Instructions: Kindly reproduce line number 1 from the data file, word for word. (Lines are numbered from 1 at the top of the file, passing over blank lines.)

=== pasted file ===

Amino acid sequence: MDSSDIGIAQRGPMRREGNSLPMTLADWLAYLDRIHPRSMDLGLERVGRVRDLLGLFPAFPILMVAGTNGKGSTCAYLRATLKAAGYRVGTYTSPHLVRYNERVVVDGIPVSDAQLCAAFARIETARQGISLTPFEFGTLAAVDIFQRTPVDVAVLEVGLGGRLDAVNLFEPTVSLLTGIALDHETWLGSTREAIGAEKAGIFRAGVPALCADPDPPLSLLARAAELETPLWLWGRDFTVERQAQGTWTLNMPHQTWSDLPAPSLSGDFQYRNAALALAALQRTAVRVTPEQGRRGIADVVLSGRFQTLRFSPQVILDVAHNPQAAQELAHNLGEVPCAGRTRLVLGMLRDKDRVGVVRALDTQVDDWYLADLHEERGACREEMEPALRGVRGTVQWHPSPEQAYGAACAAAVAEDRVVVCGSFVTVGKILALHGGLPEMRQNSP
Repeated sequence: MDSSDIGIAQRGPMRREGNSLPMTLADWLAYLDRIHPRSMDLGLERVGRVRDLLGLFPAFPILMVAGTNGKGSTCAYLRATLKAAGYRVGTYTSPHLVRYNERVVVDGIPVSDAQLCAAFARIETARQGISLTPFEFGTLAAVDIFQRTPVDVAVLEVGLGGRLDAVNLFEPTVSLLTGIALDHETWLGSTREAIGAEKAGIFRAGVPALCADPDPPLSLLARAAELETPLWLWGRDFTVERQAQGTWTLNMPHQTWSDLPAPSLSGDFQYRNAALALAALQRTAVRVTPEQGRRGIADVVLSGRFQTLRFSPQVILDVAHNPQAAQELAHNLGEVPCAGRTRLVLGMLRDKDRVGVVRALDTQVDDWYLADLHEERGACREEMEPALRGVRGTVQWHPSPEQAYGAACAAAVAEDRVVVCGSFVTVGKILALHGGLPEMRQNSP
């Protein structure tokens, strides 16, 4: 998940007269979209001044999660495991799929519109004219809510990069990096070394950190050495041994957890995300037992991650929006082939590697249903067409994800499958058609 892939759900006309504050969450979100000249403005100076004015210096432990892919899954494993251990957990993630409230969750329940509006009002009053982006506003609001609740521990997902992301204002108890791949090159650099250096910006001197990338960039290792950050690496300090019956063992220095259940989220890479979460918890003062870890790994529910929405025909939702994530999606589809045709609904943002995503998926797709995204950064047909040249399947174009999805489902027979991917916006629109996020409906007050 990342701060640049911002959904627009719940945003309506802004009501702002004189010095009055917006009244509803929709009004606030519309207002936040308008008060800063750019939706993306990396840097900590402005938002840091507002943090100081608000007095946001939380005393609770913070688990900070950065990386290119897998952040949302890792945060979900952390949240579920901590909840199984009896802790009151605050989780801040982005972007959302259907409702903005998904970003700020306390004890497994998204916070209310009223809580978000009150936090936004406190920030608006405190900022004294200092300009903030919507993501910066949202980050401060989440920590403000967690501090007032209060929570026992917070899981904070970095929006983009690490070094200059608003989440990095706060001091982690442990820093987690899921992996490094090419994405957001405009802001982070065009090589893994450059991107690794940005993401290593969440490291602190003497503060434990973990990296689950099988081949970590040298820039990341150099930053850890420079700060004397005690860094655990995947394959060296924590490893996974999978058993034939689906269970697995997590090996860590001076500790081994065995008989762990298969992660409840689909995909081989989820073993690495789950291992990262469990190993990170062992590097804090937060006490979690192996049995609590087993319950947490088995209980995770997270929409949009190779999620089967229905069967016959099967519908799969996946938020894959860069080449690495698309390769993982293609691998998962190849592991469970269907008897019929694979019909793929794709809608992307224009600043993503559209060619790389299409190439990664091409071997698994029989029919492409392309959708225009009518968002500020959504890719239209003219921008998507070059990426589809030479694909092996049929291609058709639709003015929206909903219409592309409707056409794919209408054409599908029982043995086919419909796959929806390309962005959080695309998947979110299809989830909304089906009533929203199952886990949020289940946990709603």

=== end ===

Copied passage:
Amino acid sequence: MDSSDIGIAQRGPMRREGNSLPMTLADWLAYLDRIHPRSMDLGLERVGRVRDLLGLFPAFPILMVAGTNGKGSTCAYLRATLKAAGYRVGTYTSPHLVRYNERVVVDGIPVSDAQLCAAFARIETARQGISLTPFEFGTLAAVDIFQRTPVDVAVLEVGLGGRLDAVNLFEPTVSLLTGIALDHETWLGSTREAIGAEKAGIFRAGVPALCADPDPPLSLLARAAELETPLWLWGRDFTVERQAQGTWTLNMPHQTWSDLPAPSLSGDFQYRNAALALAALQRTAVRVTPEQGRRGIADVVLSGRFQTLRFSPQVILDVAHNPQAAQELAHNLGEVPCAGRTRLVLGMLRDKDRVGVVRALDTQVDDWYLADLHEERGACREEMEPALRGVRGTVQWHPSPEQAYGAACAAAVAEDRVVVCGSFVTVGKILALHGGLPEMRQNSP